Tony Handford was our demonstrator for the day and he kept to his traditional big pieces.
His first project was to be a natural edge bowl made from a large log of monkey puzzle tree.
The wood was very wet. Yep, very very wet as Steve and Bert and a few others in the front were to find out.
Tony studies his logs carefully to see the lie of the grain and how to mount it on the lathe to get the best possible effect from the wood.
He started off with the log between centres and keeping the speed down to where he had no vibration he shaped the back leaving a spigot to hold on to when he reversed it to hollow the front.
All the time he watches what is happening with grain to be sure the balance is right.
Once happy with the shape he reversed it and hollowed the piece out leaving the walls about 3/4 inch thick.
This will be left to dry out for about three months before finishing it.
Any thicker and it would most likely split. Any thinner and it would warp too much.
The one area that could possibly split is the foot because it is thicker than the rest.
One way he prevents this is to paint it with a thinned down coat of PVA. This will soak in to the wood and give it added strength.
Itís a good idea to treat the edge of the bark as well to stop it from breaking away.
Tonyís second project of the day was to turn a natural edge vase or what is more correctly termed a hollow form from a large silver birch log.
Again he carefully studies the log to get the best from it and try and get the width of the bark at the rim as even as possible.
This was also a wet log and the same principal applies as with the first item.
To hold this one he used a large four prong drive which he set in to the log by first drilling a hole to just allow the drive to fit in to. This prevents the log from flying off the lathe if the drive begins to slip.
As with all wet wood turning you should constantly check the tail stock to be sure the log is secure at all times. Once the outside had reached the shape that Tony was looking for he turned a spigot at the end to hold on to when hollowing out the inside.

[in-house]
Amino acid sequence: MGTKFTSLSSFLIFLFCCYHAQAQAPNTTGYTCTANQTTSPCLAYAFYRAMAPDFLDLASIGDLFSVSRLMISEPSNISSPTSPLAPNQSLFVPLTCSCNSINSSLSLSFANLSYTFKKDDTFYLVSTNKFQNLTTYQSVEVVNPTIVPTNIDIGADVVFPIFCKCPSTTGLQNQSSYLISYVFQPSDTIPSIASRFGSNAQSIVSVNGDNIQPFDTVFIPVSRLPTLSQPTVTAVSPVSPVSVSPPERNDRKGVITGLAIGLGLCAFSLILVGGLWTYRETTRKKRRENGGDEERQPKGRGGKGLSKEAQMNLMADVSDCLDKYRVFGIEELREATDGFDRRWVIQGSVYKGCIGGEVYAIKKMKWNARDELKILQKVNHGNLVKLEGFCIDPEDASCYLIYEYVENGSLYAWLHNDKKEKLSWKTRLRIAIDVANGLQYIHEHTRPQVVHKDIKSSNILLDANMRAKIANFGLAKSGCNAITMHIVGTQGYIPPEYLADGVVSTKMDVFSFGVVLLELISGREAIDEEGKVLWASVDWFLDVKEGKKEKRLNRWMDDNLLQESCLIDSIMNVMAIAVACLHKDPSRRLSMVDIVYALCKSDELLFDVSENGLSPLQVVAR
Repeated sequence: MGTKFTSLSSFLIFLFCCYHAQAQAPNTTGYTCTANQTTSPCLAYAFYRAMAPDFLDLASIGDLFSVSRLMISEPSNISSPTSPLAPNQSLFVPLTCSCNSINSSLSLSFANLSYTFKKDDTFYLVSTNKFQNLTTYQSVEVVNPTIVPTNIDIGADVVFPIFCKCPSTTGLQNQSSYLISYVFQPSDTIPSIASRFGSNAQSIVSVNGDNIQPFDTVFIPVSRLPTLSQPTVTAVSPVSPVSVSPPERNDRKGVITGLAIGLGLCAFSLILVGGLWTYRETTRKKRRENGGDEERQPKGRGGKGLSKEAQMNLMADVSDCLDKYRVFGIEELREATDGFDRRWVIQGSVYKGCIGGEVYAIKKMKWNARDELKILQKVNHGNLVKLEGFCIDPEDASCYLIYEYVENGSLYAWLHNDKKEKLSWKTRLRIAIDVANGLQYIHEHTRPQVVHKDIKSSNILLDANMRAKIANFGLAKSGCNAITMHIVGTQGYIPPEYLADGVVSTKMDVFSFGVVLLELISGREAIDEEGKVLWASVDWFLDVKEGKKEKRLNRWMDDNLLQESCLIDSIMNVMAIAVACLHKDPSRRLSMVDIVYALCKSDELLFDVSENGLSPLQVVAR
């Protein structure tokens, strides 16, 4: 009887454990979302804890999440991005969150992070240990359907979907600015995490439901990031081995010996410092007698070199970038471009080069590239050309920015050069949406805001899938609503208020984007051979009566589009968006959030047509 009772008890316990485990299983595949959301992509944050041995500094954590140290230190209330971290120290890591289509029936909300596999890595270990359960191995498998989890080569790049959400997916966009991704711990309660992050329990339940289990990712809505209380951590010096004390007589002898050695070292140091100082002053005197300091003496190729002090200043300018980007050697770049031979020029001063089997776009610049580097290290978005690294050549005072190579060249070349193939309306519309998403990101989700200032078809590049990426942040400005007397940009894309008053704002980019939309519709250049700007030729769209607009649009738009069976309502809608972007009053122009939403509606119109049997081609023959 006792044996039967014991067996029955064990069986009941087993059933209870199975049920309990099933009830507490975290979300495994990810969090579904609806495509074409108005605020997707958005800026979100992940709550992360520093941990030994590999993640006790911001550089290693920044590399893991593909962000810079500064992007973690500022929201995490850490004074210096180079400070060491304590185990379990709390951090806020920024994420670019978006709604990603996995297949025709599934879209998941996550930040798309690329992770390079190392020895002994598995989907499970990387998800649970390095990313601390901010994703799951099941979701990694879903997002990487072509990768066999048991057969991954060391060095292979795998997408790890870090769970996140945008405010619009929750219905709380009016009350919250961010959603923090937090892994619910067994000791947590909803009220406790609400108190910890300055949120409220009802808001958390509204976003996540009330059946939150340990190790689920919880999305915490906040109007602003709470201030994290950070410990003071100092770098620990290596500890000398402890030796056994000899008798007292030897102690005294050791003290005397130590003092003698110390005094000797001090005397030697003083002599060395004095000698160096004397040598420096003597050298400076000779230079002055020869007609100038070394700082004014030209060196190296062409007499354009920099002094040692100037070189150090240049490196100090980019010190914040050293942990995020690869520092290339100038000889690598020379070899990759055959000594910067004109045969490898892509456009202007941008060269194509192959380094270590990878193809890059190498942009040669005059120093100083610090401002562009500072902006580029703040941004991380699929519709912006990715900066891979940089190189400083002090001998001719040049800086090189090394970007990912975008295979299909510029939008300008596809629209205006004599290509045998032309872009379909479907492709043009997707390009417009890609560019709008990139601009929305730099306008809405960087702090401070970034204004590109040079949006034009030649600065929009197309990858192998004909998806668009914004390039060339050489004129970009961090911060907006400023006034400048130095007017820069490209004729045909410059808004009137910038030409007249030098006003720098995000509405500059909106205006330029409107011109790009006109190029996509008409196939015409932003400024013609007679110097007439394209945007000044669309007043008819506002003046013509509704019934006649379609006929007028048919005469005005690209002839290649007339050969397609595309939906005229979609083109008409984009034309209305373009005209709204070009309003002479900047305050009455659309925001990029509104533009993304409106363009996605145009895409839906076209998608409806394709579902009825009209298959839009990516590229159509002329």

To hollow out he demonstrated the use of several different types of tool including a support that he had designed himself to be used with most gouges.
The sequence of photos that show this are all in the gallery
Both pieces will be finished with finishing oil.
Our next meeting is on Saturday 14th December and it is a club day with no demonstrator. We havenít had a speed turning competition so far this year so maybe this will be the one?
Iím getting this out to you earlier than usual so that you get the message about the fair at Romney Marsh in time to consider going. Details on the notice board.
Also, Included with this newsletter are your membership renewal forms, please get these back to me asap (complete with your cheque!) so that I can make a start on the 2014 members directory and the diary of events for 2014.
We have been invited by the Kent Wild Life Trust at Romney Marsh to have space at their craft fair to be held on Sunday 1st December between 10 am and 3.00 pm. The space is free but they do take 25 per cent of all the money we take. As Bert announced at the last meeting this means that if you want to sell something you must be there yourself. For one person to have to keep account of everything sold and note who it belongs to is too much to ask.
It would seem that space is limited to one 6 foot table plus room for a small lathe which means we canít display too much at once but I guess that there should be room on the floor for a back up box of goodies if we have a mad time and sell a lot. Itís a new venue for us and we know next to nothing about it.
Sooo worth it or not? There is only one way to find out!!
The address is
Kent Wild Life Trust